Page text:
Volume 16 Supplement 1

24th Annual Computational Neuroscience Meeting: CNS*2015

Open Access

A full rat-scale model of the basal ganglia and thalamocortical network to reproduce Parkinsonian tremor

BMC Neuroscience201516(Suppl 1):P64

https://doi.org/10.1186/1471-2202-16-S1-P64

Published: 18 December 2015

We aim to investigate the precise mechanisms underlying Parkinsonian symptoms by large-scale simulation of realistic neural network models including the basal ganglia (BG), thalamus, the motor cortex and spinal cord.

Parkinson 's disease is a mid- or late-age degenerative disorder of the central nervous system. The symptoms include akinesia, resting tremor, rigidity and gait problems. A principal cause of PD is the loss of dopaminergic neurons in the substantia nigra pars compacta. How the loss of dopamine transmission causes the symptoms remains unclear.

Although it was previously assumed that the tremor is caused by enhanced striatum->GPe (external Globus Pallidus) inhibition, recent experimental data suggests that enhanced GPe->STN (Subthalamic nucleus) inhibition generates synchronized STN rebound bursts to initiate tremor [1]. While the BG oscillation is in beta-band (8-15Hz), the final physical tremor is 4-8Hz, half the BG frequency. The oscillation thus undergoes sub-harmonic responses downstream of the BG, likely in the thalamocortical network.

As the oscillation originates through intercellular interactions and depends on multiple distinct areas, we connect multiple spatially-organized network models to form an integrated simulation system. We construct separate BG and thalamocortical models using NEST and connect them with MUSIC. The separate models enable concurrent development by different researchers, and the clean separation simplifies the integration work.

The BG model is based on Shouno et al. [2, 3]. All subareas are modeled at the full spatial size and neuron numbers of the rat. The striatum includes medium-spiny D1 and D2 neurons and fast-spiking interneurons, with D1 neurons projecting directly to the GPi (internal Globus Pallidus) and D2 neurons to the GPe-STN indirect pathway. The total number of neurons exceeds 3 million. The neuron models are conductance-based with static or STDP synapses.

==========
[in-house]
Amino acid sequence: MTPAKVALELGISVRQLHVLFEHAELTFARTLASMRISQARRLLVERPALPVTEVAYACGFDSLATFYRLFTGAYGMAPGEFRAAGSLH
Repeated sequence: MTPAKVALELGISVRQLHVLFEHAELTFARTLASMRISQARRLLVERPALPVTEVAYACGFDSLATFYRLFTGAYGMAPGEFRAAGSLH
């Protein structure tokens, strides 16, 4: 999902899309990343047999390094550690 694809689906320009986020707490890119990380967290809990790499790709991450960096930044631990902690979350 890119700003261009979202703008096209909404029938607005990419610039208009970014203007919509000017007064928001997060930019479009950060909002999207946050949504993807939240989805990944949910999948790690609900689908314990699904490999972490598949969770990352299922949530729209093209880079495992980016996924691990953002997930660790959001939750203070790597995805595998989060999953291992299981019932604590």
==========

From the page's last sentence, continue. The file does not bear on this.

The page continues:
The thalamocortical network model consists of four neuron types in the thalamus and five layers of the primary motor cortex, with neuron numbers, spatial layout and connections based on experimental data. The cortical surface size is 3mm2 and consists of ~180K neurons organized in a stochastic 3-d configuration using Integrate-and-Fire neurons.

We show the BG in a normal and a PD-like state with a ~14Hz oscillation in the GPi arising from STN-GPe interaction. Inhibitory GPi-thalamus connection may evoke rebound oscillation in the thalamus, which causes oscillatory output from the cortical pyramidal tract neurons.

Authors’ Affiliations

(1)
Neural Computation Unit, Okinawa institute of Science and Technology Graduate University

References

  1. Tachibana Y, Iwamuro H, Kita H, Takada M, Nambu A: Subthalamo-pallidal interactions underlying parkinsonian neuronal oscillations in the primate basal ganglia. Eur J Neurosci. 2011, 34: 1470-1484.PubMedView ArticleGoogle Scholar
  2. Shouno O, Takeuchi J, Tsujino H: A spiking neuron model of the basal ganglia circuitry that can generate behavioral variability. The Basal Ganglia IX. 2009, 58: , 191-200.View ArticleGoogle Scholar
  3. Shouno O, Doya K: Local circuit model of the subthalamo-pallidal network for the generation of parkinsonian oscillations. BMC Neuroscience. 2014, 15 (Suppl 1): P168-PubMed CentralView ArticleGoogle Scholar

Copyright

© Moren et al. 2015

This article is published under license to BioMed Central Ltd. This is an Open Access article distributed under the terms of the Creative Commons Attribution License (http://creativecommons.org/licenses/by/4.0), which permits unrestricted use, distribution, and reproduction in any medium, provided the original work is properly cited. The Creative Commons Public Domain Dedication waiver (http://creativecommons.org/publicdomain/zero/1.0/) applies to the data made available in this article, unless otherwise stated.

Advertisement